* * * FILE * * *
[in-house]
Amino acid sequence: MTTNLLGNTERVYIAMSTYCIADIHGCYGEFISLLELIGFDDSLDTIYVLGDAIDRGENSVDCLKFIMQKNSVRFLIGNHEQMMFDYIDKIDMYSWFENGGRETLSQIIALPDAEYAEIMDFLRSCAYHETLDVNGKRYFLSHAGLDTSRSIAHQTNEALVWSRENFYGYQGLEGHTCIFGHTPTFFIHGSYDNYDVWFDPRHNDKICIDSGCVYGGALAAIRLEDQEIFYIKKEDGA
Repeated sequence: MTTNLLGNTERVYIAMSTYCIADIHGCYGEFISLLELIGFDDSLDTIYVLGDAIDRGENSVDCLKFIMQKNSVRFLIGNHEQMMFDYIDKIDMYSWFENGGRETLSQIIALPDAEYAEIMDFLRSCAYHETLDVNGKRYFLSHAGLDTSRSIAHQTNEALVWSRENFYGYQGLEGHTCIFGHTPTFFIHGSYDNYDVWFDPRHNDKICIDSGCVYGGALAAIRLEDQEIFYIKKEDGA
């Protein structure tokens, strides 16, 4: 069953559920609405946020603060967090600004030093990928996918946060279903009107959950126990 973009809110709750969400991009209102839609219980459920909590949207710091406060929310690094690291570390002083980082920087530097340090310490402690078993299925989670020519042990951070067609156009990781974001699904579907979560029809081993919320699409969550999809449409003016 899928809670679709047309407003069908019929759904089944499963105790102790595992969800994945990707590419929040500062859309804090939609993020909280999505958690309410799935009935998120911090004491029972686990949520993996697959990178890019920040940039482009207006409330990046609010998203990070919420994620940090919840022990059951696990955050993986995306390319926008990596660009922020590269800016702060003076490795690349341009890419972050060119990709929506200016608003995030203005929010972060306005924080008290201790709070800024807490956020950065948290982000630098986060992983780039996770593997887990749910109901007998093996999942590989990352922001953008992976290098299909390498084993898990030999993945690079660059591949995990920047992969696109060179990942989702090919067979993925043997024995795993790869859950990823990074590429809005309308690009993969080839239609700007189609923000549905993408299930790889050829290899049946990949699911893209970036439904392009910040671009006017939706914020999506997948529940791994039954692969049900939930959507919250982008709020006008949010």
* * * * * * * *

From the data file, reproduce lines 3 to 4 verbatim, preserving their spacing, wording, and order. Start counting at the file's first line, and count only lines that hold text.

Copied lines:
Repeated sequence: MTTNLLGNTERVYIAMSTYCIADIHGCYGEFISLLELIGFDDSLDTIYVLGDAIDRGENSVDCLKFIMQKNSVRFLIGNHEQMMFDYIDKIDMYSWFENGGRETLSQIIALPDAEYAEIMDFLRSCAYHETLDVNGKRYFLSHAGLDTSRSIAHQTNEALVWSRENFYGYQGLEGHTCIFGHTPTFFIHGSYDNYDVWFDPRHNDKICIDSGCVYGGALAAIRLEDQEIFYIKKEDGA
């Protein structure tokens, strides 16, 4: 069953559920609405946020603060967090600004030093990928996918946060279903009107959950126990 973009809110709750969400991009209102839609219980459920909590949207710091406060929310690094690291570390002083980082920087530097340090310490402690078993299925989670020519042990951070067609156009990781974001699904579907979560029809081993919320699409969550999809449409003016 899928809670679709047309407003069908019929759904089944499963105790102790595992969800994945990707590419929040500062859309804090939609993020909280999505958690309410799935009935998120911090004491029972686990949520993996697959990178890019920040940039482009207006409330990046609010998203990070919420994620940090919840022990059951696990955050993986995306390319926008990596660009922020590269800016702060003076490795690349341009890419972050060119990709929506200016608003995030203005929010972060306005924080008290201790709070800024807490956020950065948290982000630098986060992983780039996770593997887990749910109901007998093996999942590989990352922001953008992976290098299909390498084993898990030999993945690079660059591949995990920047992969696109060179990942989702090919067979993925043997024995795993790869859950990823990074590429809005309308690009993969080839239609700007189609923000549905993408299930790889050829290899049946990949699911893209970036439904392009910040671009006017939706914020999506997948529940791994039954692969049900939930959507919250982008709020006008949010």